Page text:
Is the Atkins diet healthy/safe? What about other low-carb diets?

In previous articles I have mentioned my distaste for the word “diet” and my feelings have not changed. It seems that there is a new “miracle” weight loss diet each day. Many of which are fad diets that urge people to drastically cut out calories or entire food groups to lose weight. Most of these diets are not nutritionally sound and may lead to nutrient deficiencies and the dreaded “Yo-Yo” diet cycle. Dr. Robert Atkins published a book called “Dr. Atkins’ Diet Revolution” in 1972 and he has since followed it up with several other additions. The basic premise of the Atkins diet (and many other low carbohydrate diets) is to switch the body’s metabolism from metabolizing glucose for energy over to converting stored body fat for energy (ketosis). This diet recommends reducing the amount of carbohydrates that are consumed (bread, pasta, cereals, fruit) and increasing the amount of protein consumed (meat, eggs, cheese). Much research has been done to evaluate the safety and efficacy of this diet. Results are somewhat mixed. Some studies suggest that following this diet may actually help people lose weight and keep it off. Other studies report that the Atkins diet might help lower LDL (bad) cholesterol. But, on the flip side, there are various studies that found that people following these types of low carbohydrate diets had increased incidence of cardiovascular disease and osteoporosis/kidney stones.

Personally, I do not recommend following these restrictive diets for successful long term weight loss for a number of reasons. I actually did try to follow this diet for a while just to see if I could do it and I found my self weak, irritable, nauseated, and hungry all the time. I found it difficult to concentrate and I was unable to follow this plan for more than a few days. Carbohydrates are a very important part of our diet. They are important for our brain function and for a healthy metabolism. Because the Atkins diet restricts carbohydrates “the first bit of weight loss is water weight, the carbohydrate that’s in your muscles, and then as you progress on the diet you will lose some fat, but you will lose some muscle mass” says ADA spokesperson Dr. Chris Rosenbloom. The Atkins diet is low in fruits, vegetables and whole grains, which contain key phytochemicals to help reduce risk of cancer. Evidence shows that diets with excessive amounts of protein may leach calcium from the bones, leading to osteoporosis.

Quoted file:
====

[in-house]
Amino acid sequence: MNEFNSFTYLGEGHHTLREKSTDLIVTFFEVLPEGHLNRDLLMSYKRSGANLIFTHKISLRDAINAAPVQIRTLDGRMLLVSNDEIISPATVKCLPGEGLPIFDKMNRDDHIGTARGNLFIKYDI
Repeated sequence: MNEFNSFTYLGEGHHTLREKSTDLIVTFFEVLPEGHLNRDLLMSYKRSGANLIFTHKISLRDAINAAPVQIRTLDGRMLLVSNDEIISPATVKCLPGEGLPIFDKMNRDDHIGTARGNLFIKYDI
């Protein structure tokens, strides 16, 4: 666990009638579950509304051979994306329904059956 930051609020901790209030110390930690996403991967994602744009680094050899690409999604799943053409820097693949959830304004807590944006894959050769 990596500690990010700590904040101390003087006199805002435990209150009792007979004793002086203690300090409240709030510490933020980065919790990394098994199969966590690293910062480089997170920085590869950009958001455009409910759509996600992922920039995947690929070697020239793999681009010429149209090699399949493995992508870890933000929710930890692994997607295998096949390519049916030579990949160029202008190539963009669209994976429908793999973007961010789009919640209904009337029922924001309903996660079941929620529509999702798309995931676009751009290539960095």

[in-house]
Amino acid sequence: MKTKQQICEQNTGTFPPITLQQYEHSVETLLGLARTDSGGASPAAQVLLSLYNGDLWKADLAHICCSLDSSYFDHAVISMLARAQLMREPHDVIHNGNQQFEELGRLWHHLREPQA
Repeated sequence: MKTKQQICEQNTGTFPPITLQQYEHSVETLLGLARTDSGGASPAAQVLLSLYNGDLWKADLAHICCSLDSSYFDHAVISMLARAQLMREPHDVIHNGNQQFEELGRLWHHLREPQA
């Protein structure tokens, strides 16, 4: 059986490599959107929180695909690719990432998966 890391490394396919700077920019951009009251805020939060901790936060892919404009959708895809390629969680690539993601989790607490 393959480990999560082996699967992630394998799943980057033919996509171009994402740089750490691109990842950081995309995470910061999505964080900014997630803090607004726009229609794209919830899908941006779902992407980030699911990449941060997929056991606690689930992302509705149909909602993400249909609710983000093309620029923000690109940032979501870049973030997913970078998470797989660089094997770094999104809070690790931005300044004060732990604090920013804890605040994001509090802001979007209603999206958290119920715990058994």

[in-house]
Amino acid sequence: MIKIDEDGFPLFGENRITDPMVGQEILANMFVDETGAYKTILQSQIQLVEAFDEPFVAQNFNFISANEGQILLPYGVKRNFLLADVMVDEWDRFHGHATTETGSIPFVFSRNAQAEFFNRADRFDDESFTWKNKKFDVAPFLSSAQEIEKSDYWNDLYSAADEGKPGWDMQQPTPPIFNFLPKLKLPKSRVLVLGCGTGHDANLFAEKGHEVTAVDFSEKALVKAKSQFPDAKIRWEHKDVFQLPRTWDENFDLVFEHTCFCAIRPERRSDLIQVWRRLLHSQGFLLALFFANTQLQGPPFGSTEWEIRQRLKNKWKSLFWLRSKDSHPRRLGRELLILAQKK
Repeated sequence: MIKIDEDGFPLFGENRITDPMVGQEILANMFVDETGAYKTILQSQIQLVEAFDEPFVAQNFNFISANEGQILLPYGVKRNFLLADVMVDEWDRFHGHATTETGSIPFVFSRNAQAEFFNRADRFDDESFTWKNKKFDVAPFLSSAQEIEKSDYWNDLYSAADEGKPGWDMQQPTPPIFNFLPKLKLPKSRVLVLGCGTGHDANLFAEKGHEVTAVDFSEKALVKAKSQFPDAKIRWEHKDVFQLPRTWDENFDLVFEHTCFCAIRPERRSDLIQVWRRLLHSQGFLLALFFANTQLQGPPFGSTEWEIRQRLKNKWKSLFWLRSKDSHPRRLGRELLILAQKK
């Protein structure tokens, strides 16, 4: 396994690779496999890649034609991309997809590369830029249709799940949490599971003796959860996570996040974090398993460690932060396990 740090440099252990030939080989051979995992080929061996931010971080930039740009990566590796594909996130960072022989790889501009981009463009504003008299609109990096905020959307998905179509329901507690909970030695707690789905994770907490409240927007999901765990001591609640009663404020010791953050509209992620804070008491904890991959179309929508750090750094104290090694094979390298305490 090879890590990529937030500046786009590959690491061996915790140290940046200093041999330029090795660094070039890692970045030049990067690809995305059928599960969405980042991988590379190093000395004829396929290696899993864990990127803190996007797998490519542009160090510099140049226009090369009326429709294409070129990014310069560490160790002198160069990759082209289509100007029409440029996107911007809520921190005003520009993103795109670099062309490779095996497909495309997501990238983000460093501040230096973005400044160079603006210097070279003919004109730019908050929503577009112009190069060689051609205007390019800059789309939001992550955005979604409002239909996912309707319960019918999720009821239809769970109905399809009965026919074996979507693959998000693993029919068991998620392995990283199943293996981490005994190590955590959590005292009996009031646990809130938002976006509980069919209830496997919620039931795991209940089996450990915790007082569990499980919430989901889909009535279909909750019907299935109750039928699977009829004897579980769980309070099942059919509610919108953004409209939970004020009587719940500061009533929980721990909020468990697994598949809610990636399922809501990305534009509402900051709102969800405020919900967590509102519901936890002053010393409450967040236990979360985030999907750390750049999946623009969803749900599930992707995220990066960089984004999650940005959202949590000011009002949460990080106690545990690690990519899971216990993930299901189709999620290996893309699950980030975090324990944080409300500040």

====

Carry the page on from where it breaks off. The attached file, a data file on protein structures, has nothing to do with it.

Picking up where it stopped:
As I mentioned, fad diets may result in weight loss at first because they are generally low in calories. However, several things can happen as the diet continues. Metabolism may begin to slow down as the body conserves energy, and once the diet ends people may gain weight as their calorie intake increases. In addition, generally these diets do not teach one about the basics of healthy eating. Many people return to their previous eating habits after the diet has ended, resulting in weight gain. And this weight gain (around one’s midsection) is dangerous as it really increases risk for heart disease.

My advice? Steer clear of the Atkins diet and others like it and challenge yourself to follow a healthy meal plan for weight loss. You could start by seeing a registered dietitian. She could help teach you about nutrient dense foods, complex carbohydrates, healthy protein and fat and help you to make necessary changes in your food consumption to lead to weight loss.

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